No one can escape from today’s ever more complex, impersonal and overwhelming world, most of us turn to our families for comfort and a sense of belonging. But, all too often, we find ourselves frustrated instead of comforted by the contact we seek with those closest to us.

When we talk to family members, we sometimes are met with criticism and judgment rather than approval and acceptance. Searching for love, we find disapproval instead.

By studying the ways family members talk to each other, we can understand how these conflicts develop. We can learn how to work things out, rather than continue to work each other over.


When we talk to someone, our conversation echoes with meanings from our past experience with each other and with other people. Nowhere is this more true than within the family. We react not only to the meaning of the words spoken (the message), but also to what those words say about the relationship (the meta-message).

 Being social creatures, we are always sending out signals that others read, interpret and respond to while we are doing the same for their signals. Here, the problem is to understand each other’s code. However, communication keeps the social wheels moving.

Meta-messages ( communication beneath the surface – nonverbal cues – tone of voice, body language, gestures, facial expression- ) are unstated meanings we glean based on how someone spoke… tone of voice… phrasing… old associations we brought to the conversation. The message communicates word meaning, but the meta-message yields heart meaning. A crucial step in breaking the gridlock of frustrating conversations is separating messages from meta-messages.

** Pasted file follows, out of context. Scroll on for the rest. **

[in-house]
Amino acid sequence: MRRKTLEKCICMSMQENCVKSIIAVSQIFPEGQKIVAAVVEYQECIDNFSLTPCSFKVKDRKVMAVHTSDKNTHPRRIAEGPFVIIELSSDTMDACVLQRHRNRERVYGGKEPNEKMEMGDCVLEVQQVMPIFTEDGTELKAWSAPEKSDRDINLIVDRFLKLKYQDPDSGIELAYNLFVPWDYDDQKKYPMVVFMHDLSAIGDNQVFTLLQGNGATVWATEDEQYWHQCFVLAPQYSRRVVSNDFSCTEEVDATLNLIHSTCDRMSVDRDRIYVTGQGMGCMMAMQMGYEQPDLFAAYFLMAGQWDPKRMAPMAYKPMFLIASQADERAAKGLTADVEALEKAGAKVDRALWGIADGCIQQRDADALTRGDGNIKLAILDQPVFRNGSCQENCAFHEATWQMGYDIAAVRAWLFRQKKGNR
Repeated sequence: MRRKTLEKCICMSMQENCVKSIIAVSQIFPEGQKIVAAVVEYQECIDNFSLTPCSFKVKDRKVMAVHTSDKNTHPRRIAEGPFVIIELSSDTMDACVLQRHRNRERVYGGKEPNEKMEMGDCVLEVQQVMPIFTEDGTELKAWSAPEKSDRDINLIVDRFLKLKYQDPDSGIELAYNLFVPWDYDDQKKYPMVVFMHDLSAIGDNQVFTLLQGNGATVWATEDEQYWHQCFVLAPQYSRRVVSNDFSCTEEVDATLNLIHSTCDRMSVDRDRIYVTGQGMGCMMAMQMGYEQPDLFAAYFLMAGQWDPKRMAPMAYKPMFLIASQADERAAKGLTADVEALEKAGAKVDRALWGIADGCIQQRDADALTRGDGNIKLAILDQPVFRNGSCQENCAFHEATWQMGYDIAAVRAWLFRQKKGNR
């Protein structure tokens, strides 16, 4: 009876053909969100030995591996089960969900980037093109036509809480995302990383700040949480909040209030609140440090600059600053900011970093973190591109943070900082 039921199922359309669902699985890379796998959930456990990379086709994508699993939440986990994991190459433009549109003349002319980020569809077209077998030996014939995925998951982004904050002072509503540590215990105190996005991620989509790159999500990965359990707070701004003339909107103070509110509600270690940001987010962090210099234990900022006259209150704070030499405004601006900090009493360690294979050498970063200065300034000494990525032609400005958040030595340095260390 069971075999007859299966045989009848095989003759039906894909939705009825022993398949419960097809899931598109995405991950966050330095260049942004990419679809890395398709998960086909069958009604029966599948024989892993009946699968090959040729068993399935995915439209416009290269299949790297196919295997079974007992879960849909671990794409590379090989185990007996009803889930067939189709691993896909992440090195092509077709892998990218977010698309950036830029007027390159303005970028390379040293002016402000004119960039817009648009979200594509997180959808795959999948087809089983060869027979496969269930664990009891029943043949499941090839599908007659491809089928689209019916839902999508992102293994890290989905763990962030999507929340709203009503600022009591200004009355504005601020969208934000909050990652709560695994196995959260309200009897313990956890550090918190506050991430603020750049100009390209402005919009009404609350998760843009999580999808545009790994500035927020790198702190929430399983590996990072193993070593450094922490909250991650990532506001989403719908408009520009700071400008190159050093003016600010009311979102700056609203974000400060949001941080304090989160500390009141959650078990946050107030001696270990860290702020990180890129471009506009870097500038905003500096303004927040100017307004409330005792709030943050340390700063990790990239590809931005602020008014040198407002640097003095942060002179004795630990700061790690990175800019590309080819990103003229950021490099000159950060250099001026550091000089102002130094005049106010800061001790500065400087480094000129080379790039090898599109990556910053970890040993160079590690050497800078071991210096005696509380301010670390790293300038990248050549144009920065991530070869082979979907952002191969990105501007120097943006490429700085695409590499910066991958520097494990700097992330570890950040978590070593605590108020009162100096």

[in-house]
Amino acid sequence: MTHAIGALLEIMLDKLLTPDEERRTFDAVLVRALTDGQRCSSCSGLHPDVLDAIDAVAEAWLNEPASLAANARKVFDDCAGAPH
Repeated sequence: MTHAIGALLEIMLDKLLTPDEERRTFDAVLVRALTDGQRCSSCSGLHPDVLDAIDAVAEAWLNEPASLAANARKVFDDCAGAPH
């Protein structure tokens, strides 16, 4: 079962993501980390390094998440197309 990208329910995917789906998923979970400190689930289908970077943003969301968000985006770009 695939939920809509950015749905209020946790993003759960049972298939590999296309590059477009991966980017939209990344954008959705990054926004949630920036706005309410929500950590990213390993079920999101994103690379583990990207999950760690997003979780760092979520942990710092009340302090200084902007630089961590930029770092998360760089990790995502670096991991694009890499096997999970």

One of the most powerful ways to improve conversations and the relationships they reflect is to re-frame the message — to interpret it in a different way


Being in a family means being closely connected with the other family members. When you are close to others, you care what they think, and so you have to act and speak in a way that considers their needs and desires. This controls your actions, limiting your independence.

The way we talk to each other reflects both of these constant struggles for connection and for control.

Within the family, our close feelings often allow us to relax the rules we apply when dealing with outsiders. This can lead to problems in communication.


As adults, we feel we should be free from our parents’ judgment. At the same time we still crave their approval. Meanwhile, parents often still feel impelled to judge their children’s behavior as adults the same way they did when they were young. Having children who grow up well puts a stamp of approval on their performance as parents

Flip side for parents: If their adult children have problems, parents feel that their life’s work of parenting has been a failure and fear that those around them will think the same way. This gives an extra intensity to parents’ desire to set their children straight, but it may blind them to the emotional impact their corrections and suggestions have on their children. When parents and their adult children live far apart, as they often do today, their brief visits often turn into replays of childhood or adolescent parent-child relationships. Common result: Explosive conflict.( avoid this situation).

How to defuse the adult parent-child conflict: Bite your tongue. An older woman I know enjoys an excellent relationship with her two married-with-children daughters. Her secret for success: “When my daughters tell me they plan to do something that I think is a bad idea, I don’t comment on it unless they ask my advice. And whenever I visit one of my daughters’ homes, I behave like a guest.” (Follow this in practice though not easy ).



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